Every year, some 720,000 Americans suffer a heart attack.
After a heart attack, the heart can “remodel” or reorganize itself to maintain or improve function.
In some cases, the heart suffers scarring, enlargement, weakened pumping power, and cardiac strain that can promote heart failure and arrhythmias.
Medical bodies worldwide agree that fish and omega-3 fish oil help prevent heart disease, sudden cardiac death, repeat heart attacks, and stroke.
And new clinical findings suggest that taking high-dose omega-3s after a heart attack can blunt its damaging effects and promote better recovery.
We hope that cardiologists will get appropriately excited about – and act on – the results of this landmark clinical trial.
Trial finds omega-3s helpful after a heart attack
The U.S.-Canadian trial found that taking omega-3s after a heart attack cut inflammation and deterred heart scarring, enlargement, and functional declines.
Remarkably, omega-3 supplements produced these benefits among recent heart attack survivors who were already receiving optimal medical care.
This novel, NIH-funded trial is the first to use cardiac MRI scans to gauge the effects of taking high-dose omega-3 fish oil after a major heart attack.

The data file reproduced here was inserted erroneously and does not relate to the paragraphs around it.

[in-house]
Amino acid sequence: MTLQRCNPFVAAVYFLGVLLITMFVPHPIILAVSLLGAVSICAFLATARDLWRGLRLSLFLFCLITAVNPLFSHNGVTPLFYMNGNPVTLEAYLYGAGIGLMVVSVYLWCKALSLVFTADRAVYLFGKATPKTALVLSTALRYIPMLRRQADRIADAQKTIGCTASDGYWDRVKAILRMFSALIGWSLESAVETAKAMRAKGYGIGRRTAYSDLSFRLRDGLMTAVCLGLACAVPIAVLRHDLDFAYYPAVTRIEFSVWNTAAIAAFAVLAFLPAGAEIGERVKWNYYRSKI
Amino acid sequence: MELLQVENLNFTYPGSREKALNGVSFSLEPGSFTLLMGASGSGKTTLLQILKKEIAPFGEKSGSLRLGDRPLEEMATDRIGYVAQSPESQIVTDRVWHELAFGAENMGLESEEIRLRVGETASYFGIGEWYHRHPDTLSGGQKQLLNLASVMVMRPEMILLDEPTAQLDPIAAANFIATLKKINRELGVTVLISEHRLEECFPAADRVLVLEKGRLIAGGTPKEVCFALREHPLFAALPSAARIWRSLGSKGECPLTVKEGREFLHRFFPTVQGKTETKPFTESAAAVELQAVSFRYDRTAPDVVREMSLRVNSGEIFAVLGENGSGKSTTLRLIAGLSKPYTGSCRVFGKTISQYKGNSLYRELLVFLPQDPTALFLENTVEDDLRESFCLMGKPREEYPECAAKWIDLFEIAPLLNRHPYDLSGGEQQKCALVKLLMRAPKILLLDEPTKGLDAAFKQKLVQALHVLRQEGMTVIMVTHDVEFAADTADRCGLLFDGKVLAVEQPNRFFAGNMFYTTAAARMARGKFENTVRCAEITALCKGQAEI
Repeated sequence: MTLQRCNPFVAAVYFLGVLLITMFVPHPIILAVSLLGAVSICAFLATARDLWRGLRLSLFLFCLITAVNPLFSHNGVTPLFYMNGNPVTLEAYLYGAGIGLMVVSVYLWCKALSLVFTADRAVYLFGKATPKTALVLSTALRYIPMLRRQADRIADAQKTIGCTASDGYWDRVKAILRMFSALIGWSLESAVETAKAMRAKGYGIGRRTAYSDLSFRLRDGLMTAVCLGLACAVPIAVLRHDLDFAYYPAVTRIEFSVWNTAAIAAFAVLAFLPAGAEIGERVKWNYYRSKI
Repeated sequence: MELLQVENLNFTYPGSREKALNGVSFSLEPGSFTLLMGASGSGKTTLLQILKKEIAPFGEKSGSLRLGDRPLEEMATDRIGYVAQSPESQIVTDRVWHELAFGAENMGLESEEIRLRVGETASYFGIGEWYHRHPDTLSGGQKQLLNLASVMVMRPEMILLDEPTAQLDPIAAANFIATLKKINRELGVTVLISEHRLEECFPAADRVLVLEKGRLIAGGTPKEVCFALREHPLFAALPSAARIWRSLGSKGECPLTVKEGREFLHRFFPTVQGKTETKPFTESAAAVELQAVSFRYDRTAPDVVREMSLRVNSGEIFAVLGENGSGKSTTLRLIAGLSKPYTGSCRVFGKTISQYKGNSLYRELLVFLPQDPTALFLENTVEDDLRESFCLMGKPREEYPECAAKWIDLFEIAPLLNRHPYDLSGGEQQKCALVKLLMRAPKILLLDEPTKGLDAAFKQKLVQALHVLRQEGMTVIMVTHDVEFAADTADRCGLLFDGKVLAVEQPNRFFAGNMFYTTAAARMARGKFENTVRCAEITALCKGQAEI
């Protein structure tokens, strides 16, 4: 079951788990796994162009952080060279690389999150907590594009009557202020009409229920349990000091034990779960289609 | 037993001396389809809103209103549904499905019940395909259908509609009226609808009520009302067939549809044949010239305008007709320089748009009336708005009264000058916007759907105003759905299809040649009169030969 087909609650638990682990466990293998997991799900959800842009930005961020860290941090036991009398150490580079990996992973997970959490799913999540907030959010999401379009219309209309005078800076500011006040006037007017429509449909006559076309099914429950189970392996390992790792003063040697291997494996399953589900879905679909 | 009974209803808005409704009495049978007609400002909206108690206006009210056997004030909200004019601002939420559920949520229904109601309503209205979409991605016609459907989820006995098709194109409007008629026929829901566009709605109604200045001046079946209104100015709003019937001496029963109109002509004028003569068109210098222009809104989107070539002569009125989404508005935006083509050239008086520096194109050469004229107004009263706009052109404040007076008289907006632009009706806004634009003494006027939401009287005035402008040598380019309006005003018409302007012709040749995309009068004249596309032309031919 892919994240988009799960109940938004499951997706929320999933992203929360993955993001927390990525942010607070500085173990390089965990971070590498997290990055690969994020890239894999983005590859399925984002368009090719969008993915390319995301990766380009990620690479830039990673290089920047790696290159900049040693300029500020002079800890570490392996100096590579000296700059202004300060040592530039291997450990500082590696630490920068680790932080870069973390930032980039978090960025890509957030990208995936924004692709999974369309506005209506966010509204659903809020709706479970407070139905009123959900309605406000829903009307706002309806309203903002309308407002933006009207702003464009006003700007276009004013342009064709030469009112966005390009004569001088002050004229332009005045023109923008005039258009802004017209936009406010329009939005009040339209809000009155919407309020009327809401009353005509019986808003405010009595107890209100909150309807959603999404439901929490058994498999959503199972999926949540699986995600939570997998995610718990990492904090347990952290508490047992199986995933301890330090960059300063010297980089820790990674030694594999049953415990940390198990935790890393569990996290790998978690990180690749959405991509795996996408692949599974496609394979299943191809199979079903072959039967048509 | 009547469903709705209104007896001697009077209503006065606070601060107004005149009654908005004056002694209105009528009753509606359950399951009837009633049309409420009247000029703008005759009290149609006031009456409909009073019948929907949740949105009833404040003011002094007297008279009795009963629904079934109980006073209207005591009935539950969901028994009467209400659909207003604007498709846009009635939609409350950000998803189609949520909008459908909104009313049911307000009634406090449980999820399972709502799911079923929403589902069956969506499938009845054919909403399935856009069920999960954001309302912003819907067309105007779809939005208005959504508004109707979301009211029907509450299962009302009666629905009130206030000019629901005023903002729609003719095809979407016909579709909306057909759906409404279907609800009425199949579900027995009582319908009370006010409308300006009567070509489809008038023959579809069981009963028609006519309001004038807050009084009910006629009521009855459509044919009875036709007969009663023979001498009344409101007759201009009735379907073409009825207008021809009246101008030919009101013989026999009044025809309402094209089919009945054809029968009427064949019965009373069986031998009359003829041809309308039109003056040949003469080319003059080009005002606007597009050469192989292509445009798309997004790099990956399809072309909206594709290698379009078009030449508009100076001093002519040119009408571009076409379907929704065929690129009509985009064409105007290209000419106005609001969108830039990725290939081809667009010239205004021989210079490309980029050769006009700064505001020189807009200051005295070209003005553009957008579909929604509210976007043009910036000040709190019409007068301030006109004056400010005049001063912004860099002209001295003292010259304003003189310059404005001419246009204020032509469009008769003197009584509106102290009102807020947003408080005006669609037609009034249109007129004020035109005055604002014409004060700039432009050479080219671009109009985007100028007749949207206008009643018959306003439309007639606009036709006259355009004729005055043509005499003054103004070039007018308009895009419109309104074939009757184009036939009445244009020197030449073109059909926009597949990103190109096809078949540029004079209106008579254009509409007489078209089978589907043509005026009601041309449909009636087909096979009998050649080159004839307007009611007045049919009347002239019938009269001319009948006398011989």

The results will be formally presented at the American College of Cardiology's 64th Annual Scientific Session, held from March 14 to 16.
Details of the post-heart-attack omega-3 trial
The randomized, placebo-controlled clinical trial involved 358 heart-attack patients: 69 women and 289 men.
The participants were randomly assigned to one of two daily regimens for six months after their heart attack:
- Placebo capsules (178 patients)
- Omega-3 fish oil capsules (180 patients)
Compared to previous research, this study used a much higher dose of omega-3 fatty acids: 4 grams versus only 1 gram daily. (The placebo capsules contained corn oil, which has no omega-3s.)
The omega-3 group received a (very costly) prescription-only omega-3 fish oil supplement called Lovaza, provided by the pharmaceutical giant GlaxoSmithKline.
Each 1000mg capsule of Lovaza brand fish oil provides 465mg of EPA and 375mg of DHA (840 mg total EPA+DHA).
By comparison, each 850mg capsule of Vital Choice brand High Potency Omega-3 Therapy
fish oil provides 670mg of EPA and 340mg of DHA (1,010mg total EPA+DHA).
Both groups were balanced in terms of their ages and the location of the necrotic (dead) heart tissue caused by impaired blood supply.
The patients' blood samples and cardiac MRI scans were analyzed at points two to four weeks after the heart attack and again at six months.
By using cardiac MRI scans, the researchers were able to see changes in patients' hearts and see the disease process before and after treatment.